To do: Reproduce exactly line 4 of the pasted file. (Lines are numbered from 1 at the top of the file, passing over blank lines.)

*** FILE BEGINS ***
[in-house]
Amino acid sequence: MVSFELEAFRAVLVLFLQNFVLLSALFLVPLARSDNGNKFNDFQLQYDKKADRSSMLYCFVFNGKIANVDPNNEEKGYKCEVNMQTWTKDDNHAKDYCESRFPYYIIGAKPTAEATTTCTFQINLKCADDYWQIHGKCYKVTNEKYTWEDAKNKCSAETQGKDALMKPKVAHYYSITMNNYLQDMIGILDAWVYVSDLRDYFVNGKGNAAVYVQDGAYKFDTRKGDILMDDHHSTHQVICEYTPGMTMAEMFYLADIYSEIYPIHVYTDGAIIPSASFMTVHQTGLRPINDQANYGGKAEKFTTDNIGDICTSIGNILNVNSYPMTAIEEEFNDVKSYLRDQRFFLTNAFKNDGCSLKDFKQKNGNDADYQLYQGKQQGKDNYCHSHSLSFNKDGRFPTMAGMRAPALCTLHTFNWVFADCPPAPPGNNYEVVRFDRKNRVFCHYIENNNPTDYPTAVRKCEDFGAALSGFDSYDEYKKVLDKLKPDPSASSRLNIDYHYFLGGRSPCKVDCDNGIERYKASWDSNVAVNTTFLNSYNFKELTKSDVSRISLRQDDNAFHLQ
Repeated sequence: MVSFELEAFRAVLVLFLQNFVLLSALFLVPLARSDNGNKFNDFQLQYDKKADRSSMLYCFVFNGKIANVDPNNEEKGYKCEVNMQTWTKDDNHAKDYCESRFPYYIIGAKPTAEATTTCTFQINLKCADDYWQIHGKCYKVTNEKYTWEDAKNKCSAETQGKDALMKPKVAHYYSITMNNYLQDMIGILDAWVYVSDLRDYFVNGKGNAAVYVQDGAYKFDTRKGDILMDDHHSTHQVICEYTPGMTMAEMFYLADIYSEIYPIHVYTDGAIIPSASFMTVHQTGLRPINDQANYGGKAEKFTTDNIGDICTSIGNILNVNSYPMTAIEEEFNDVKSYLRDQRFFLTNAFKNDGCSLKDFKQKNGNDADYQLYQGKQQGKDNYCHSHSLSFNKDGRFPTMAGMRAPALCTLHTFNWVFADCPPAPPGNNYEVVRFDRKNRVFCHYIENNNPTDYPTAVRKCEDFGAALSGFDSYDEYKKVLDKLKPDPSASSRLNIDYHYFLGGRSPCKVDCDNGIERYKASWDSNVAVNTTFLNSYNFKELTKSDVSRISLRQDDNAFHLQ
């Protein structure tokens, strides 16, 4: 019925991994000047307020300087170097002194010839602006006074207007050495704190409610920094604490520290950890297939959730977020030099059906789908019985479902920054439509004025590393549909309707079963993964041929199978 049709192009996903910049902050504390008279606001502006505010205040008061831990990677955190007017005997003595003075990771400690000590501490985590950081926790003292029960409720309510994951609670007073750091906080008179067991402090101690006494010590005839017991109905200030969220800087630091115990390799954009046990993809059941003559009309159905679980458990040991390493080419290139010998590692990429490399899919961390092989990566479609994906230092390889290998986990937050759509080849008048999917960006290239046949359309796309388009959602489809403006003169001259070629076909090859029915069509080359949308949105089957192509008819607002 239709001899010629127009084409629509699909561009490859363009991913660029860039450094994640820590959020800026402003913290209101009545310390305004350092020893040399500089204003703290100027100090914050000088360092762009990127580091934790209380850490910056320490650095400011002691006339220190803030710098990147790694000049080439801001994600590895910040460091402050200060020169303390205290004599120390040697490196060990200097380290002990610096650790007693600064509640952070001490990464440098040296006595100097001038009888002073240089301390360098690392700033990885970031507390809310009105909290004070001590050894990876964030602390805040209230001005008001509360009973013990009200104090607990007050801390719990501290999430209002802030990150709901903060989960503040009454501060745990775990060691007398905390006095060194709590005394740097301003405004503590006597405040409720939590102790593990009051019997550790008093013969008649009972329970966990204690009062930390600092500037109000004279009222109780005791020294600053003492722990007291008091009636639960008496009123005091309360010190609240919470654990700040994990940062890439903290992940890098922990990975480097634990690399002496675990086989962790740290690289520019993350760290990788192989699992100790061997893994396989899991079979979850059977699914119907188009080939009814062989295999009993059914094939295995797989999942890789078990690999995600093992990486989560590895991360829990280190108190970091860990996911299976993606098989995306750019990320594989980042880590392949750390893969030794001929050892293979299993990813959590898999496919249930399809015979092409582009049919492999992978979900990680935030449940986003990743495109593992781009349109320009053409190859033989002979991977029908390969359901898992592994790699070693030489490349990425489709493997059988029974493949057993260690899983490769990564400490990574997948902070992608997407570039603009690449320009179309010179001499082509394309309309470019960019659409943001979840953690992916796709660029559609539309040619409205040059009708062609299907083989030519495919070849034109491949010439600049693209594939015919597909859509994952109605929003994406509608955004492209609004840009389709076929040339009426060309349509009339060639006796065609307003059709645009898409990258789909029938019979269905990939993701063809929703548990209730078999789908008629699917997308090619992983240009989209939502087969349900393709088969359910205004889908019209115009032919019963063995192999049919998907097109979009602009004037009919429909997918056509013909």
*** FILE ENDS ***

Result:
């Protein structure tokens, strides 16, 4: 019925991994000047307020300087170097002194010839602006006074207007050495704190409610920094604490520290950890297939959730977020030099059906789908019985479902920054439509004025590393549909309707079963993964041929199978 049709192009996903910049902050504390008279606001502006505010205040008061831990990677955190007017005997003595003075990771400690000590501490985590950081926790003292029960409720309510994951609670007073750091906080008179067991402090101690006494010590005839017991109905200030969220800087630091115990390799954009046990993809059941003559009309159905679980458990040991390493080419290139010998590692990429490399899919961390092989990566479609994906230092390889290998986990937050759509080849008048999917960006290239046949359309796309388009959602489809403006003169001259070629076909090859029915069509080359949308949105089957192509008819607002 239709001899010629127009084409629509699909561009490859363009991913660029860039450094994640820590959020800026402003913290209101009545310390305004350092020893040399500089204003703290100027100090914050000088360092762009990127580091934790209380850490910056320490650095400011002691006339220190803030710098990147790694000049080439801001994600590895910040460091402050200060020169303390205290004599120390040697490196060990200097380290002990610096650790007693600064509640952070001490990464440098040296006595100097001038009888002073240089301390360098690392700033990885970031507390809310009105909290004070001590050894990876964030602390805040209230001005008001509360009973013990009200104090607990007050801390719990501290999430209002802030990150709901903060989960503040009454501060745990775990060691007398905390006095060194709590005394740097301003405004503590006597405040409720939590102790593990009051019997550790008093013969008649009972329970966990204690009062930390600092500037109000004279009222109780005791020294600053003492722990007291008091009636639960008496009123005091309360010190609240919470654990700040994990940062890439903290992940890098922990990975480097634990690399002496675990086989962790740290690289520019993350760290990788192989699992100790061997893994396989899991079979979850059977699914119907188009080939009814062989295999009993059914094939295995797989999942890789078990690999995600093992990486989560590895991360829990280190108190970091860990996911299976993606098989995306750019990320594989980042880590392949750390893969030794001929050892293979299993990813959590898999496919249930399809015979092409582009049919492999992978979900990680935030449940986003990743495109593992781009349109320009053409190859033989002979991977029908390969359901898992592994790699070693030489490349990425489709493997059988029974493949057993260690899983490769990564400490990574997948902070992608997407570039603009690449320009179309010179001499082509394309309309470019960019659409943001979840953690992916796709660029559609539309040619409205040059009708062609299907083989030519495919070849034109491949010439600049693209594939015919597909859509994952109605929003994406509608955004492209609004840009389709076929040339009426060309349509009339060639006796065609307003059709645009898409990258789909029938019979269905990939993701063809929703548990209730078999789908008629699917997308090619992983240009989209939502087969349900393709088969359910205004889908019209115009032919019963063995192999049919998907097109979009602009004037009919429909997918056509013909």